2. Modulation by cyclic AMP and phorbol myristate acetate of cephaloridine-induced injury in rat renal cortical slices.

    PubMed

    Kohda, Y; Gemba, M

    2001-01-01

    Intracellular signaling pathways of cAMP and protein kinase C (PKC) have been suggested to modulate the generation of free radicals. We investigated the effects of cAMP and phorbol myristate acetate (PMA), a PKC activator, on cephaloridine (CER)-induced renal cell injury, which has been reported to be due to the generation of free radicals. Incubation of rat renal cortical slices with CER resulted in increases in lipid peroxidation and lactate dehydrogenase (LDH) release and in decreases in gluconeogenesis and p-aminohippurate (PAH) accumulation in rat renal cortical slices, suggesting free radical-induced injury in slices exposed to CER. A derivative of cAMP ameliorated not only the increase in lipid peroxidation but also the renal cell damage induced by CER. This amelioration by a cAMP derivative of lipid peroxidation and renal cell damage caused by CER was blocked by KT 5720, a protein kinase A (PKA) inhibitor. Lipid peroxidation and the indices of cell injury were increased by PMA. PMA also enhanced CER-induced lipid peroxidation and cell damage in the slices. This enhancement by PMA of CER-induced injury was blocked by H-7, a PKC inhibitor. These results indicated that intracellular signaling pathways of cAMP and PKC modulate free radical-mediated nephrotoxicity induced by CER.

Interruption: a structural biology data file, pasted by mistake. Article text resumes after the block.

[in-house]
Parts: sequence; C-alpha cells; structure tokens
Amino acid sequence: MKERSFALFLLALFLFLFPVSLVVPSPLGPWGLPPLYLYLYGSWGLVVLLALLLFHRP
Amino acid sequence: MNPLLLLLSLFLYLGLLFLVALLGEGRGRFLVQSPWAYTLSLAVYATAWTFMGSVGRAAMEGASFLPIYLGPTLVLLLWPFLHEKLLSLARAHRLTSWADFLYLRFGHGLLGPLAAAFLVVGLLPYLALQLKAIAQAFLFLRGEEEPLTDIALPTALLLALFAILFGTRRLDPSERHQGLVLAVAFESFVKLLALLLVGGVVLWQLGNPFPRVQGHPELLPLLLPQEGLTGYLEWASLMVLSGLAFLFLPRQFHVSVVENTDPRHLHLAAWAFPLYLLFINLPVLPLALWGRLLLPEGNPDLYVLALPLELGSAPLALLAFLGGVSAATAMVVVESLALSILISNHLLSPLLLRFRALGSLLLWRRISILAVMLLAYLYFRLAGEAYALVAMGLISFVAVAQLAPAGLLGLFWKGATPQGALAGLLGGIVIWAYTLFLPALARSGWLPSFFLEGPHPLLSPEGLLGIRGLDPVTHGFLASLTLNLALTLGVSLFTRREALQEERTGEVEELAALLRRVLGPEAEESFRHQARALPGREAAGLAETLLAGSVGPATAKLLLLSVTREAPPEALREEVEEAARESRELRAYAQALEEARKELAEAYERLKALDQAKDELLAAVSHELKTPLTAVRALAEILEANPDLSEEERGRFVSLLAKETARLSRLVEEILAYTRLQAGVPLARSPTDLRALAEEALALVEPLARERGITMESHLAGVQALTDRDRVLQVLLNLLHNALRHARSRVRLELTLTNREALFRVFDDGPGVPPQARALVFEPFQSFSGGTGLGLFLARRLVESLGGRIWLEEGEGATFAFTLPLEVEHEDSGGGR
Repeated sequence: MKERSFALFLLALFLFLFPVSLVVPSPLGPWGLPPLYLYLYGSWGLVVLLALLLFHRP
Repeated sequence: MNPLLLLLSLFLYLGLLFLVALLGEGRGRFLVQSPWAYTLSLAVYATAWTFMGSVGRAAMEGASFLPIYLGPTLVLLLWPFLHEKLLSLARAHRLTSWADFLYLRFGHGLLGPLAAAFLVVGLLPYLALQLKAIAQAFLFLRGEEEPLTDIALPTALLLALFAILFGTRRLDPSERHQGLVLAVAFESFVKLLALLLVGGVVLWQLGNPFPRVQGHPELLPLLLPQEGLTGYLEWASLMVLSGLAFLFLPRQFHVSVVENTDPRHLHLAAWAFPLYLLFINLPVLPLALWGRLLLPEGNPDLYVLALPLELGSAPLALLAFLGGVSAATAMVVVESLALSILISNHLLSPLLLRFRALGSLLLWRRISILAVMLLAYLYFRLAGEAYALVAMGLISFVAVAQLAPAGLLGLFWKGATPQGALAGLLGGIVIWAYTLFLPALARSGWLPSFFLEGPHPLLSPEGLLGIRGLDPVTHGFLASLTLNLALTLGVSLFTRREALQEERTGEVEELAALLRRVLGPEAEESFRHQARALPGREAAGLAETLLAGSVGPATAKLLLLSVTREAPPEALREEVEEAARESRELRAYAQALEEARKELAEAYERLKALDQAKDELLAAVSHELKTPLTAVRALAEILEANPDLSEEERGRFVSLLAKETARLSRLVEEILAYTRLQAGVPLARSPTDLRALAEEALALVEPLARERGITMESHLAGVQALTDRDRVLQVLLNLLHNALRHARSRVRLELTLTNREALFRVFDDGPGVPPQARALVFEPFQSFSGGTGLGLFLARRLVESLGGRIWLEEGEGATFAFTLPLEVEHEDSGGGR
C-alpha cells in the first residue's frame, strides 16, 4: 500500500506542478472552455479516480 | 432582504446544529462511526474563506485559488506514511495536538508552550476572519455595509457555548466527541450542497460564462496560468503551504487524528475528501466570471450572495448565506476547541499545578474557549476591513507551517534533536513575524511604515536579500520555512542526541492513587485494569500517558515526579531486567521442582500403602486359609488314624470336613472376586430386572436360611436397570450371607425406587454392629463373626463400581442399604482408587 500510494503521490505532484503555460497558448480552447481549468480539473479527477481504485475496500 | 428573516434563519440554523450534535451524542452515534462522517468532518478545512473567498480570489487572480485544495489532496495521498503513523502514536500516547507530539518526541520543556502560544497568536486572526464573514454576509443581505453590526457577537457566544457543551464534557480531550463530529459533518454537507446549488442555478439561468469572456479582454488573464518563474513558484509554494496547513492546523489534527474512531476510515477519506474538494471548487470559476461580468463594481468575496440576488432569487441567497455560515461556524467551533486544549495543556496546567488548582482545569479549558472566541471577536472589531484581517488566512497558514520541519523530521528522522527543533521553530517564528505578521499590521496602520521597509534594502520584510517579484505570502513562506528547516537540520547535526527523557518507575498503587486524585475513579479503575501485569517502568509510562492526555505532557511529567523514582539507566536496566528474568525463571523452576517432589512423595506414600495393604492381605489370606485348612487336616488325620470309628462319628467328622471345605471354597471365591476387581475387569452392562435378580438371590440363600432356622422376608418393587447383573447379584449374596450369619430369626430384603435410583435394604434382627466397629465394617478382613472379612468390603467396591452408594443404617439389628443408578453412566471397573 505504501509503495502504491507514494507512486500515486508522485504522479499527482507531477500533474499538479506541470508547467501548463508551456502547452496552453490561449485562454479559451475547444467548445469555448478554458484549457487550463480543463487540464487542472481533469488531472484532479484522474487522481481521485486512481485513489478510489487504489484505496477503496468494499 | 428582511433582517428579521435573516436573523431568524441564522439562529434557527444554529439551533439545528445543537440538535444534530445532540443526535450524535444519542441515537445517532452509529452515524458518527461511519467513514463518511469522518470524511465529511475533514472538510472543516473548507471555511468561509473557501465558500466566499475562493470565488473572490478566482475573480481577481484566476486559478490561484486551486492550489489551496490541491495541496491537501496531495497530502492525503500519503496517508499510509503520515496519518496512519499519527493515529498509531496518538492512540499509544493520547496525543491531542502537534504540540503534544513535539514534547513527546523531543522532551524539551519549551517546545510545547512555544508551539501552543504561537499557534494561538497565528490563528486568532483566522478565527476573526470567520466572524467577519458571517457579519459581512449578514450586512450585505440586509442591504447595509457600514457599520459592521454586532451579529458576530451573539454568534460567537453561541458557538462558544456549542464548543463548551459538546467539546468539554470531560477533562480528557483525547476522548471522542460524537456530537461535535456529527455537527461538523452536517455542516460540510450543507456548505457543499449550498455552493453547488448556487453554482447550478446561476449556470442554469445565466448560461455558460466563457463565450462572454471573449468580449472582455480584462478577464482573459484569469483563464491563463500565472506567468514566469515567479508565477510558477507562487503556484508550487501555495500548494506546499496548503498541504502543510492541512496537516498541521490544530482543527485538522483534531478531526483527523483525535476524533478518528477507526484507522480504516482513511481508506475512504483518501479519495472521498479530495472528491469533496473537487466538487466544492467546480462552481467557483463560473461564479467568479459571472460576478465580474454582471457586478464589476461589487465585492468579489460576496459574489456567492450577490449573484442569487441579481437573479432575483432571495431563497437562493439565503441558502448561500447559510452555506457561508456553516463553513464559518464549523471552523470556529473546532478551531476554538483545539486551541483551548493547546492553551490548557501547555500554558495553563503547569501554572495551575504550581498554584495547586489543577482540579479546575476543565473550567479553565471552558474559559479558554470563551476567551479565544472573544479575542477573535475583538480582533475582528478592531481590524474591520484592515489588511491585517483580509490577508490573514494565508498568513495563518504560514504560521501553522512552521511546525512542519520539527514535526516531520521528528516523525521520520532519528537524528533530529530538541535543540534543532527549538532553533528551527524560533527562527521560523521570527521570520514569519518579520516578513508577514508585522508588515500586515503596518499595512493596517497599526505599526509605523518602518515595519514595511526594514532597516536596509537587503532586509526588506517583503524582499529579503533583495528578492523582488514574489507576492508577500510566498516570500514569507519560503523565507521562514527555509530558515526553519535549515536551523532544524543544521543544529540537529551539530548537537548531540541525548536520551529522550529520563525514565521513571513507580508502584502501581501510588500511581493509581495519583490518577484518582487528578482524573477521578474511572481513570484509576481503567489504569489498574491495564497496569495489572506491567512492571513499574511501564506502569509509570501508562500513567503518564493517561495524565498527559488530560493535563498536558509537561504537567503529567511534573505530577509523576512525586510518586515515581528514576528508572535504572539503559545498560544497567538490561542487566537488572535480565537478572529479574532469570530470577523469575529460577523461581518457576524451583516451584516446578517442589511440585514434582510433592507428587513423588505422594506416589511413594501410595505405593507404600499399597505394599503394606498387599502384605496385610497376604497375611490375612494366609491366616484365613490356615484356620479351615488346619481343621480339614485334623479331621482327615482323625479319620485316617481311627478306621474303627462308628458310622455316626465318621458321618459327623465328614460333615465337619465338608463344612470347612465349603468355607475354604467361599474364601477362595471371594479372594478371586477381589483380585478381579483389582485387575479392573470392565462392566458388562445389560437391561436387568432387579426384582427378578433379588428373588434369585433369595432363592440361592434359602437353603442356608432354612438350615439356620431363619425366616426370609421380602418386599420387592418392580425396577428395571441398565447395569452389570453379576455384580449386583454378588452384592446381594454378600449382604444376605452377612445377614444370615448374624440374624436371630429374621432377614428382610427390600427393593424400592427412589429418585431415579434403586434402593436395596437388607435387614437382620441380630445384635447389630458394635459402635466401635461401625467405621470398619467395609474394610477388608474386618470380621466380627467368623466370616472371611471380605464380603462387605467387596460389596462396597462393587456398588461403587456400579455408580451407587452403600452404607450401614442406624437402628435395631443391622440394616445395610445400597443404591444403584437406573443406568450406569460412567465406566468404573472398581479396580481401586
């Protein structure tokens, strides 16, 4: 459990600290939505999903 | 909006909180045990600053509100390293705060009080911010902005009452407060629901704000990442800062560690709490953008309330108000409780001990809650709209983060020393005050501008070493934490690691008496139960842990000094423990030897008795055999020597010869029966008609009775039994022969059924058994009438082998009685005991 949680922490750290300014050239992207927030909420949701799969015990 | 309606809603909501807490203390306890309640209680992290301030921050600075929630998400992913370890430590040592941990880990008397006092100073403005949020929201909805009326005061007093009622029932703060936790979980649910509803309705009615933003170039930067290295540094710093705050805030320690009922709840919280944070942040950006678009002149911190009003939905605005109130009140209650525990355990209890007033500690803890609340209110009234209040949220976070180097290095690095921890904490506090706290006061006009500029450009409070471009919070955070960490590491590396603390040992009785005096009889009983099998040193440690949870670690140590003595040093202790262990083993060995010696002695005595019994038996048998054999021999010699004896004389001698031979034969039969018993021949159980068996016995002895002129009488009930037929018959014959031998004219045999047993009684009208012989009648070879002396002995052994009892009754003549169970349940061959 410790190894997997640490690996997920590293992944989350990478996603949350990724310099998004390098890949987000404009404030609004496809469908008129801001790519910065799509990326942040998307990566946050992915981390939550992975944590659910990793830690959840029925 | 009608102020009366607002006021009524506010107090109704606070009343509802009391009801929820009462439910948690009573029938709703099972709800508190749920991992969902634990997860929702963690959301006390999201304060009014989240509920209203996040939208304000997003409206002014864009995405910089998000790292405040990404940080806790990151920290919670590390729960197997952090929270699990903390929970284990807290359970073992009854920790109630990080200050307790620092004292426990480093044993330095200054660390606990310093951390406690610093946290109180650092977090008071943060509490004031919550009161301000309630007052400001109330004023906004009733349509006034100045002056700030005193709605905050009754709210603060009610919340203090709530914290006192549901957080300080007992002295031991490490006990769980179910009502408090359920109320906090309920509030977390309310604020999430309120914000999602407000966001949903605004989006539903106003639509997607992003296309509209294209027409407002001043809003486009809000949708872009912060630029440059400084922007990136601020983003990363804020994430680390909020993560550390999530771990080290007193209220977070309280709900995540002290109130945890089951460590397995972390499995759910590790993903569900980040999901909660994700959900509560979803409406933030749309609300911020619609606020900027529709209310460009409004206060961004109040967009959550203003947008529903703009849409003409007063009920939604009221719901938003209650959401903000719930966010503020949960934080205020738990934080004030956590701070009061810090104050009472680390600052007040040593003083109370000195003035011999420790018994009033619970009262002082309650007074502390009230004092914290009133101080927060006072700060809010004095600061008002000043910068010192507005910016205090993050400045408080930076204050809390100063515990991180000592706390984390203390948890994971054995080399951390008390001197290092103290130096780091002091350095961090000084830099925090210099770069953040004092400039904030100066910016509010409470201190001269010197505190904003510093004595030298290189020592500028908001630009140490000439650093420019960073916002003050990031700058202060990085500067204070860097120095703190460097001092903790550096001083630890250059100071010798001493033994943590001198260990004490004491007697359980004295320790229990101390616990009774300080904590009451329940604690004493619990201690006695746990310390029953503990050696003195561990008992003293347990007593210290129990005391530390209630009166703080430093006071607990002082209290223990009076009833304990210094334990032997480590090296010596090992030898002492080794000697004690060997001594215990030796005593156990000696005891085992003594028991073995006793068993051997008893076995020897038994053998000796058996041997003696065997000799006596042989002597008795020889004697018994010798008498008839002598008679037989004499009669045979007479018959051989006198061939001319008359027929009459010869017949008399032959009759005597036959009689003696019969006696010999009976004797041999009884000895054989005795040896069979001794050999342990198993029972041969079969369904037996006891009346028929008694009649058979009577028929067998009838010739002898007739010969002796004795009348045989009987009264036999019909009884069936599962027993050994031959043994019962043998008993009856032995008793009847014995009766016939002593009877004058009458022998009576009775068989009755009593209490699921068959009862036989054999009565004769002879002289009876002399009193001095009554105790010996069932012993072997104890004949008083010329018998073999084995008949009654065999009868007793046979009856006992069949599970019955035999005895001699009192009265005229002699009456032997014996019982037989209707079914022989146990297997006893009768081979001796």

3. Dopamine stimulates [3H]phorbol 12,13-dibutyrate binding in cultured striatal cells.

    PubMed

    McMillian, M K; He, X P; Hong, J S; Pennypacker, K R

    1992-04-01